I have blogged before about my 12-year-old daughter Ruth and our 3-year battle against a rare gastrointestinal, usually autoimmune condition called eosinophilic gastroenteritis or “EG.”
You may recall, it took us months to find out what we were dealing with, why Ruth’s stomach was painfully inflamed and why that inflammation led to chronic anemia that had to be corrected by periodic iron infusions. Ruth ended up missing 70 days of school last year, and you can imagine how that upended normal life in our family. Some of you are all too familiar with the anxiety of not knowing if this is a “good day” or a bad one.
Following the principles of HealthTalk and what I also preach on my Patient Power radio shows, we networked with other parents of kids with this condition. We used Google to find the American Partnership for Eosinophilic Disorders and the guiding light behind a wonderful parent/patient organization, Beth Mays. Beth helped us connect with the handful of pediatric gastroenterologists who had a special research interest in EG. It was after consulting with one of these sub-specialists, Dr. Phil Putnam at Cincinnati Children’s Hospital, that Ruth finally got on track to getting well.
Today’s news is that after almost three months on a medication recommended by Dr. Putnam, endoscopy shows a 50 to 60 percent improvement – no bleeding in the stomach and, visually at least, much less inflammation. Biopsy results later this week will tell us more.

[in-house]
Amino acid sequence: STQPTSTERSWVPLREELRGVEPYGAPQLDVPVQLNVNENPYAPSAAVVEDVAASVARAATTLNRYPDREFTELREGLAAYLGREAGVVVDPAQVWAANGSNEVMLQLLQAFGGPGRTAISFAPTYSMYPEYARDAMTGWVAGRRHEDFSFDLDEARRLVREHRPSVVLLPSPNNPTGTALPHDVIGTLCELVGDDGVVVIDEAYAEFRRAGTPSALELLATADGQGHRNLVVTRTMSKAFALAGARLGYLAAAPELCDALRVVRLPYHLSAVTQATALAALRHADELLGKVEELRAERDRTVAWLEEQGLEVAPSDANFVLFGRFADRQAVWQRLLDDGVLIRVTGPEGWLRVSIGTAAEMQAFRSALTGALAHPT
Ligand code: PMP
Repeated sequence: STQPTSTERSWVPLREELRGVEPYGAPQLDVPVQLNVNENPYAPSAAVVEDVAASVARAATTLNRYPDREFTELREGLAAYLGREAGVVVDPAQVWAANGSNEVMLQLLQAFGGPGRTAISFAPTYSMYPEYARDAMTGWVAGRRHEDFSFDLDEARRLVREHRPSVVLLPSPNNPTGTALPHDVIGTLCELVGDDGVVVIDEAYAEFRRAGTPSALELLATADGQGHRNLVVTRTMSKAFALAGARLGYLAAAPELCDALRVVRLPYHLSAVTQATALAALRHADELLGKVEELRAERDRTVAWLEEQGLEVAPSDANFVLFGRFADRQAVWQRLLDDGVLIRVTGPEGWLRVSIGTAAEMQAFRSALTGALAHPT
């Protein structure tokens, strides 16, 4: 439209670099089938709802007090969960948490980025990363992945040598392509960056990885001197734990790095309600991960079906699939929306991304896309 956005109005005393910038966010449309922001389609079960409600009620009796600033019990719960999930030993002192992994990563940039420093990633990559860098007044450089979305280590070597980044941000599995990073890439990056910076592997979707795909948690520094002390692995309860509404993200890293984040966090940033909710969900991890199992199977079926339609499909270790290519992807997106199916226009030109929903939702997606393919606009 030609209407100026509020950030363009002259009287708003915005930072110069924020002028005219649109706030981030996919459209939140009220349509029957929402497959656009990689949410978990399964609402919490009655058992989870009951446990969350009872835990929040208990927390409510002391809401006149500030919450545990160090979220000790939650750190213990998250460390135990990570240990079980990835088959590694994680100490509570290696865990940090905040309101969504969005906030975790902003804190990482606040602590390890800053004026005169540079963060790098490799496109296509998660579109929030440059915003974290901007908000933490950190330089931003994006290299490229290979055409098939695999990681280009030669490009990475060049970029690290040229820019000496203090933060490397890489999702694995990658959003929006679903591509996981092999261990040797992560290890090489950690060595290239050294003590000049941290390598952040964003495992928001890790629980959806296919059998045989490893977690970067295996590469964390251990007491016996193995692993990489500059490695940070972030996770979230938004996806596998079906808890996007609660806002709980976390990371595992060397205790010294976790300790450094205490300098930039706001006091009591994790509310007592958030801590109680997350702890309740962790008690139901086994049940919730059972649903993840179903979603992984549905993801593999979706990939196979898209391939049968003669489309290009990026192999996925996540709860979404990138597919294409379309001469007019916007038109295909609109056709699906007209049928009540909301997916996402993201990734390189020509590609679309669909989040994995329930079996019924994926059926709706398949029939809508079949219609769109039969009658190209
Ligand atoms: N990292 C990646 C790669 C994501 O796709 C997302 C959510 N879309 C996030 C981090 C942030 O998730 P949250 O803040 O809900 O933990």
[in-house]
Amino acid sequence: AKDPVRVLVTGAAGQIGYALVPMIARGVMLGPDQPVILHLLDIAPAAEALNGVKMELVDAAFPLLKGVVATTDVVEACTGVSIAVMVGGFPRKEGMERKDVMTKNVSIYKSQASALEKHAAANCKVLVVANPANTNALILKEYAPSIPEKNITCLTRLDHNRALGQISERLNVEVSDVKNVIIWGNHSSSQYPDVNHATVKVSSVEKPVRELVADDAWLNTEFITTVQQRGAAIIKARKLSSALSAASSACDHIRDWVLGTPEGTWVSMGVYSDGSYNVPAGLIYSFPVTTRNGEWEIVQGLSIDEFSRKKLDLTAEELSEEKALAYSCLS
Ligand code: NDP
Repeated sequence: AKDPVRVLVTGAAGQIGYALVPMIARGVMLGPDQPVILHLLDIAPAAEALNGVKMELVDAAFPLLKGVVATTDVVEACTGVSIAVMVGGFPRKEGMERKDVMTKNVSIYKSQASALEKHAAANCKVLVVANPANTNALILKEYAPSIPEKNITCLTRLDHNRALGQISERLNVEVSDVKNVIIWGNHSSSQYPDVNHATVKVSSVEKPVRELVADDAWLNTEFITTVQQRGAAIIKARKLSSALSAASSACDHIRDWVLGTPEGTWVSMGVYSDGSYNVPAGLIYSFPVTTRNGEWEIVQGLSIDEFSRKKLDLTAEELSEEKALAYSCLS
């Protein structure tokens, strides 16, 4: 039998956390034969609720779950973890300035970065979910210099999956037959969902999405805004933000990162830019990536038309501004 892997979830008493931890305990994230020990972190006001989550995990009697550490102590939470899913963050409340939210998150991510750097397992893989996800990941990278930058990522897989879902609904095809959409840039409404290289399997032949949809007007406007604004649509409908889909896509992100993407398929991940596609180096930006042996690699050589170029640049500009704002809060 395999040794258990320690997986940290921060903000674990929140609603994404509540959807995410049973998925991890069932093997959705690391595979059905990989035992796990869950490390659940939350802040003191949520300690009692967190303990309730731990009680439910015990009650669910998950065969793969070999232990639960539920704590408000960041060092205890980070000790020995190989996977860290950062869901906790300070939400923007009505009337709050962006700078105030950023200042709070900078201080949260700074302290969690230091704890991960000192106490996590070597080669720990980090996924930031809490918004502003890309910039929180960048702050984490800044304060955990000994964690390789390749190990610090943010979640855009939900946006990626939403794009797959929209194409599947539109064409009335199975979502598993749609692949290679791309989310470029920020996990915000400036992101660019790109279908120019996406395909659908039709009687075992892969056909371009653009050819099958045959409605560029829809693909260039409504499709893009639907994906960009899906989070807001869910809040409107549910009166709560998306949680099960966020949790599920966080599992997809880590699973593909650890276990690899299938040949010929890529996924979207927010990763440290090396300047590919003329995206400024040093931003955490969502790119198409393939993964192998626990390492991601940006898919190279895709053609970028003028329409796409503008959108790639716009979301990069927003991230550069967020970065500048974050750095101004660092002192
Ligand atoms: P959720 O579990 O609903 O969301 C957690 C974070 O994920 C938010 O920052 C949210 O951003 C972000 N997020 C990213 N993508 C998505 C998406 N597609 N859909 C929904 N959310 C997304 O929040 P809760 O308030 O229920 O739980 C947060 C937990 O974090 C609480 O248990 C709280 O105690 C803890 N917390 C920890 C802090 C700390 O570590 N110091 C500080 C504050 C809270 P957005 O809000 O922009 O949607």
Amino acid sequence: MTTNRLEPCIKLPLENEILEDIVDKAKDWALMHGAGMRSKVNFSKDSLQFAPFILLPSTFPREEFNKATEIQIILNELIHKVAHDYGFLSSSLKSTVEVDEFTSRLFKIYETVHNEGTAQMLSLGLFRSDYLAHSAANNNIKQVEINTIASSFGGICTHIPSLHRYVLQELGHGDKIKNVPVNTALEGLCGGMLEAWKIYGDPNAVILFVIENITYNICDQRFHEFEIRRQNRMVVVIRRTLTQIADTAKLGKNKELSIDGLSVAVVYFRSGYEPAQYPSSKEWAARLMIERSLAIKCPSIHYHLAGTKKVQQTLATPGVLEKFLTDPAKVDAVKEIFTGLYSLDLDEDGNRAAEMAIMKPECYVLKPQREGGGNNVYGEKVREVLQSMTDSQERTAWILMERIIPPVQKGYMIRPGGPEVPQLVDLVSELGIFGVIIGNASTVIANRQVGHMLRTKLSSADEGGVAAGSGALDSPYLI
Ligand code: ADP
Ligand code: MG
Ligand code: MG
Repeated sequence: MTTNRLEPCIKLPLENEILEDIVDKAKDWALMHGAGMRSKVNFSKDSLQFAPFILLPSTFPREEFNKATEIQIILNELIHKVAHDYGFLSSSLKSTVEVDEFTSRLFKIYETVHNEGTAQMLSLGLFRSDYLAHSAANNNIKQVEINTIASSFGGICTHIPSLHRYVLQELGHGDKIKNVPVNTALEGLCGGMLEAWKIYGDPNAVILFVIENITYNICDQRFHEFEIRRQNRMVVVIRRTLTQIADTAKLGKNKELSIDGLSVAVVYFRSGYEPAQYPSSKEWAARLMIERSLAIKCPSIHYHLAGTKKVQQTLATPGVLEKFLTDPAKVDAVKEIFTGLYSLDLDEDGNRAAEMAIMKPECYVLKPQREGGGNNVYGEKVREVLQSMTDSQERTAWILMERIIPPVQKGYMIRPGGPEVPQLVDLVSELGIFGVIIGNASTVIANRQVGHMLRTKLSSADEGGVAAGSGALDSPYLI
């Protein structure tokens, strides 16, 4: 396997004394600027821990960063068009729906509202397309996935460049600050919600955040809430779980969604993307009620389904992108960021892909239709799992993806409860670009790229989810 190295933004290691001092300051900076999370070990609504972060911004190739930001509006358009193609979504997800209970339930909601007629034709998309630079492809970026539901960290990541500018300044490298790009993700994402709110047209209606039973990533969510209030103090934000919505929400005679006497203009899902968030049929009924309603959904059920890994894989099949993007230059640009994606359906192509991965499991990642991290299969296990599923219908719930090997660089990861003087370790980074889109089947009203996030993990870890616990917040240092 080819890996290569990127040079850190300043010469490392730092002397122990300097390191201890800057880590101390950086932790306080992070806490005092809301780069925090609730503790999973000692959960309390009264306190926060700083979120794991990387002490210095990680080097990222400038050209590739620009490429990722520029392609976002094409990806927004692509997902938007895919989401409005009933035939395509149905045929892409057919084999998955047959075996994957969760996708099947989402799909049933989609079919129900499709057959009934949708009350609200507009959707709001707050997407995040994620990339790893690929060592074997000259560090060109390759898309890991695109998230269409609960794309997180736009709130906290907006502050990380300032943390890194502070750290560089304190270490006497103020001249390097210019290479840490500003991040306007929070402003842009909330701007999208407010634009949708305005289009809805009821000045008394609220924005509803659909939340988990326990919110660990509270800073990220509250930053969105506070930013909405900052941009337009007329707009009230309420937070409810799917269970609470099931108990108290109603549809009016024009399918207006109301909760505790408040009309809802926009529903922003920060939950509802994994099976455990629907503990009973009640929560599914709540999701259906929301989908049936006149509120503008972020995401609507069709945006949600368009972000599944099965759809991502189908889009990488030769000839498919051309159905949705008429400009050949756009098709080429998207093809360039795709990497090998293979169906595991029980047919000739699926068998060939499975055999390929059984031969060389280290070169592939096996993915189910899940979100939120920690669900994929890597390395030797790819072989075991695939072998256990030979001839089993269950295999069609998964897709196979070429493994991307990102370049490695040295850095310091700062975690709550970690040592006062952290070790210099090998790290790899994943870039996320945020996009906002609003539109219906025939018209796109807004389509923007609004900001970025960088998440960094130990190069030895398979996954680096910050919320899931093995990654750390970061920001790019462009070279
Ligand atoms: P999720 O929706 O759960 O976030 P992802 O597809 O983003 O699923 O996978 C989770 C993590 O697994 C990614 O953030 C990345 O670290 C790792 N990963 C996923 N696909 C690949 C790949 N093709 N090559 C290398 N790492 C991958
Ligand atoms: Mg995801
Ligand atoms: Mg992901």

The medicine used was an old standby for cancer and Crohn’s disease, methotrexate, by weekly injection. Nausea can be a side effect, but we are controlling that with other meds, and Ruth now goes to school most all the time. Also, she has not been anemic for months, hence, no more infusions. She’s a feisty pre-teen girl, which poses other challenges.
My point in relating all this is to document what perhaps you have lived through too: a journey over months or years to get the right care for you. Also, if the condition is rare, it takes connecting with the true expert for that condition. As in Ruth’s case, medicines are often used in artful ways based on that expert’s own experience.
As for Ruth, I believe we are definitely on the right track, and I am thankful for the guidance from Beth Mays and caring local healthcare providers who have agreed to team with Dr. Putnam back in Ohio. I wish for you the same kind of powerful team and good result.